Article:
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MATERIALS AND METHODS

The Bereaved PICU Parent Study utilized a constructivist grounded theory methodology to explore 26 bereaved parents’ experiences of their child’s death in one of four Australian PICUs and their interactions with healthcare providers during this time. A detailed description of our recruitment methods (15), and the main study findings (16–20), are available elsewhere. Briefly, bereaved parents were contacted via mailed letters or hospital-based social workers 6–48 months after their child’s death and were invited to take part in semi-structured, audio-recorded face-to-face or telephone interviews with the first author, a PICU nurse, and qualitative researcher. Interviews with 18 mothers and 8 fathers of 18 deceased children were conducted during 2015 and 2016, focusing on parents’ experiences in PICU and their interactions with the healthcare staff. During their interviews, many parents spontaneously offered suggestions for improvements in end-of-life care or bereavement follow-up. These comments were treated as supplementary data, with thematic analysis used to identify key themes within the parents’ recommendations (21). All interviews were transcribed verbatim and entered into NVivo 10 (QSR International, Melbourne, Australia) for analysis by the first author. Line by line coding was undertaken, enabling familiarization of the data. Further analysis and coding undertaken by the research team then enabled the collation of similar codes into concepts and categories. The use of diagrams enabled the identification of similar categories, which were then organized according to various timeframes within the parents’ journey.

This study was reviewed and approved by the four Human Research Ethics Committees. Written informed consent was provided by all participants prior to their interviews.

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RESULTS

Parents’ recommendations pertained to three key time periods across their journey: during hospitalization, during the dying phase, and during bereavement. A brief overview of the parents’ key recommendations within each of these time periods is described below, and outlined in Table 1, with supporting illustrative quotes provided in Table 2.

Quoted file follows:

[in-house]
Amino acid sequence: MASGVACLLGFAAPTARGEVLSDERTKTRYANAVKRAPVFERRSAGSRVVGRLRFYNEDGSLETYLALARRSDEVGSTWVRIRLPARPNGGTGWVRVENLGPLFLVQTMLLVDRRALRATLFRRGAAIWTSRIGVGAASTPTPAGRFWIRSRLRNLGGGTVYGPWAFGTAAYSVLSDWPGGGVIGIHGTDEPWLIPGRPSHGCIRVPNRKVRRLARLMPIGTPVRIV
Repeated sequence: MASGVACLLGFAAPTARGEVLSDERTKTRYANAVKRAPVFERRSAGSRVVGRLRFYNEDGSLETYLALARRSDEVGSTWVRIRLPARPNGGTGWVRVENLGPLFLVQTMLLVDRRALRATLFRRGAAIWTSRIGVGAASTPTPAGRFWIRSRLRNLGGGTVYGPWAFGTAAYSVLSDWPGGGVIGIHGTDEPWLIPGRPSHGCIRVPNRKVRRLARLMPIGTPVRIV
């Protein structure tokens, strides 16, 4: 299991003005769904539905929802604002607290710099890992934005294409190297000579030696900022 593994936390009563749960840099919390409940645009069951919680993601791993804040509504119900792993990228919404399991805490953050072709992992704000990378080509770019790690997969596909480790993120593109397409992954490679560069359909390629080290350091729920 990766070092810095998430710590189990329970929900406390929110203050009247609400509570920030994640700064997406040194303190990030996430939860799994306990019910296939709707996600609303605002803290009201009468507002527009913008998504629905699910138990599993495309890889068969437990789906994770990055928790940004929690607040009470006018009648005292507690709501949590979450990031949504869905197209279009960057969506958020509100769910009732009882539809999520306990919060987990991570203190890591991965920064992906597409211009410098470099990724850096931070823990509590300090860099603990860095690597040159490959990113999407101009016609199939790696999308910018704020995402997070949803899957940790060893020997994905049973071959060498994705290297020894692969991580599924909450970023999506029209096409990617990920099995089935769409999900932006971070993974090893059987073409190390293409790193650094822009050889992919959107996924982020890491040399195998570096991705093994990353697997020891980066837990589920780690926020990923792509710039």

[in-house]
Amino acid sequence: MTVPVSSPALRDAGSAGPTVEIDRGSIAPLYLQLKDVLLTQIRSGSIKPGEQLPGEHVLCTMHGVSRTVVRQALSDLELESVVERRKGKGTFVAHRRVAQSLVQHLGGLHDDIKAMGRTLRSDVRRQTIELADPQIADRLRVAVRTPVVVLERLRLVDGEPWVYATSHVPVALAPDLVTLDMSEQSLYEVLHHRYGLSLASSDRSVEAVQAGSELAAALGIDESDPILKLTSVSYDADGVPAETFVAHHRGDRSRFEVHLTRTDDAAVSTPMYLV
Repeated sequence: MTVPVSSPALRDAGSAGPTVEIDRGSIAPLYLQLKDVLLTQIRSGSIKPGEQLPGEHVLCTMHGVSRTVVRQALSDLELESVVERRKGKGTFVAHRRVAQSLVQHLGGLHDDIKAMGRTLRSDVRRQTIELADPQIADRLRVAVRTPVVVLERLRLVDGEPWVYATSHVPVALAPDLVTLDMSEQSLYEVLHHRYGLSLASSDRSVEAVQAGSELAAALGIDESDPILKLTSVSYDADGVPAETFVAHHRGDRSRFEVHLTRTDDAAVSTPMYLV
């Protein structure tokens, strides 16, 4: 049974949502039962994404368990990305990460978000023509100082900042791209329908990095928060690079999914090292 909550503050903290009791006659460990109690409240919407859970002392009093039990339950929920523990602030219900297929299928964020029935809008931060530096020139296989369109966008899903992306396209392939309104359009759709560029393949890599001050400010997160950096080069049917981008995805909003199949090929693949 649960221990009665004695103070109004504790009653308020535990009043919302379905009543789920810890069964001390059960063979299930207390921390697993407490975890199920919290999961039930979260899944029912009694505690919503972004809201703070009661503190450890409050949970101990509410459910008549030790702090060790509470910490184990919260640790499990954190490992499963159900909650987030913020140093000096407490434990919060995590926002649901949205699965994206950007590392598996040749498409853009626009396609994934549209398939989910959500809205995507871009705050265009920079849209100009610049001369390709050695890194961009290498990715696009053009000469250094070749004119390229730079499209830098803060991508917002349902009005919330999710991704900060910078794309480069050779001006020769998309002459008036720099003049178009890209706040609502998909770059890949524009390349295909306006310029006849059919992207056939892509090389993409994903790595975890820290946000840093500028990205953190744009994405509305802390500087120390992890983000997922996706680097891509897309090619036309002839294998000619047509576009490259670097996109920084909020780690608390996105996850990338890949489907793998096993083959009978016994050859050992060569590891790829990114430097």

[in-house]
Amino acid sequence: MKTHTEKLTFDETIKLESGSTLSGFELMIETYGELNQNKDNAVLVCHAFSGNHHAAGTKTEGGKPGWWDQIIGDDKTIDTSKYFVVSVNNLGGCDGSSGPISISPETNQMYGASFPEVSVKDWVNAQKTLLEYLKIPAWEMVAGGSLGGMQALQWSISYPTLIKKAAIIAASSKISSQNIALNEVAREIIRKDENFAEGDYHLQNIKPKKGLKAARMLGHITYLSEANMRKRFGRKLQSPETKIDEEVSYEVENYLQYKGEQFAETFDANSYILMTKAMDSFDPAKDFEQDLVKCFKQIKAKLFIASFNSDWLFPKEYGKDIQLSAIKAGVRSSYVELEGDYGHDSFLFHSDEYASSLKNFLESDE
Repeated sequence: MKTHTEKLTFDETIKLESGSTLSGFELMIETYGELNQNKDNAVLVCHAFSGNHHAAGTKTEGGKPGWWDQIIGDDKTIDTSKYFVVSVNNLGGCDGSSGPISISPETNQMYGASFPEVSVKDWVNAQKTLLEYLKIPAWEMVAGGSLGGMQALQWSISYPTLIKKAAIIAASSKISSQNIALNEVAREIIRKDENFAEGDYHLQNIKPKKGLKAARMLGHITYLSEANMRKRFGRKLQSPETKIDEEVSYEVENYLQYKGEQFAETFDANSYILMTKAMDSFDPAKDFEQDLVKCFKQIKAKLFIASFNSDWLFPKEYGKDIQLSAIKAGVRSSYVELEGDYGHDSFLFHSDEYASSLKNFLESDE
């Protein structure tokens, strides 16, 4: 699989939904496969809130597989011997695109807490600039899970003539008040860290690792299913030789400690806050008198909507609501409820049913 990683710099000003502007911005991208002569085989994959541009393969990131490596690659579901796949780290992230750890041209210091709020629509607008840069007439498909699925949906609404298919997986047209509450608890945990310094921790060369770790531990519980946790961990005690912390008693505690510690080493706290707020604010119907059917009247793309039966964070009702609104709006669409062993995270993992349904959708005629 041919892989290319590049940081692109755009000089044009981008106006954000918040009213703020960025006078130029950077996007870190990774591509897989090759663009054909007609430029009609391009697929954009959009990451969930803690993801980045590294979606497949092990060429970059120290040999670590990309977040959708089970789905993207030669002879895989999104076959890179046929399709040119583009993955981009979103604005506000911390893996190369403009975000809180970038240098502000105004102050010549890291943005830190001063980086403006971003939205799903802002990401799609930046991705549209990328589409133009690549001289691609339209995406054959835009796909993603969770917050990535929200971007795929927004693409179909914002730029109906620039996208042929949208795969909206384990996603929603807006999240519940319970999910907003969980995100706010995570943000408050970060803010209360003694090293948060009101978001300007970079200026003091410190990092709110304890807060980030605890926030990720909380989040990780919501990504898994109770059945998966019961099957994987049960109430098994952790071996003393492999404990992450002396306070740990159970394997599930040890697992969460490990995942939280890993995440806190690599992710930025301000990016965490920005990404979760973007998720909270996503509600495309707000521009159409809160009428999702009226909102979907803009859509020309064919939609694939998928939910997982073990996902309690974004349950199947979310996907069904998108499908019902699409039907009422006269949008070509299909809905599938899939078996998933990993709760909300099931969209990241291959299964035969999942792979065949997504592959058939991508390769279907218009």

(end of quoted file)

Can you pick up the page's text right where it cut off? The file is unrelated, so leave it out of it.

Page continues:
TABLE 1.

TABLE 1.

TABLE 2.

TABLE 2.

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During Hospitalization

Bereaved parents emphasized the need for honesty. They wanted to be clearly and directly told that their child’s chances of survival were limited, as early as possible, using unambiguous language. Parents also suggested all information be both oral and written, including the use of pictures and diagrams, and reiterated multiple times to enhance recall and understanding. In addition, parents recommended the provision of a parents’ respite room that included snacks, toiletries, facilities for showering or washing clothes, and phone charging access. The provision of meals and overnight accommodation was also commonly noted as important, as were improvements in car parking facilities and costs, easier access to the PICU, and bigger rooms with more natural lighting. Finally, although parents felt supported by the staff in the hospital, they recommended referral to appropriate community-based support services (such as counselors, bereavement or disease-specific support groups, or pastoral care workers) earlier in their child’s illness, as well as improved support and resources for the sick child’s siblings.

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During the Dying Phase

When their child was imminently dying, most parents preferred to be in a private room out of the main thoroughfare, which had natural light, was large enough for other family members to visit, and was de-medicalized as much as possible. Parents also recommended continuity of carer for all end-of-life discussions and life-support removal. Creation of mementos, particularly photos, was also commonly mentioned.

Parents also strongly recommended that staff members continue to stay with them after their child had died. They wanted assistance to wash their child, pack their belongings, and walk out of the PICU and to their cars. A waiver of car parking fees was also commonly suggested. Additionally, many parents suggested improved information about visiting their child in the morgue, and an improved visiting room to spend time with their child’s body after they had left the PICU.

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During Bereavement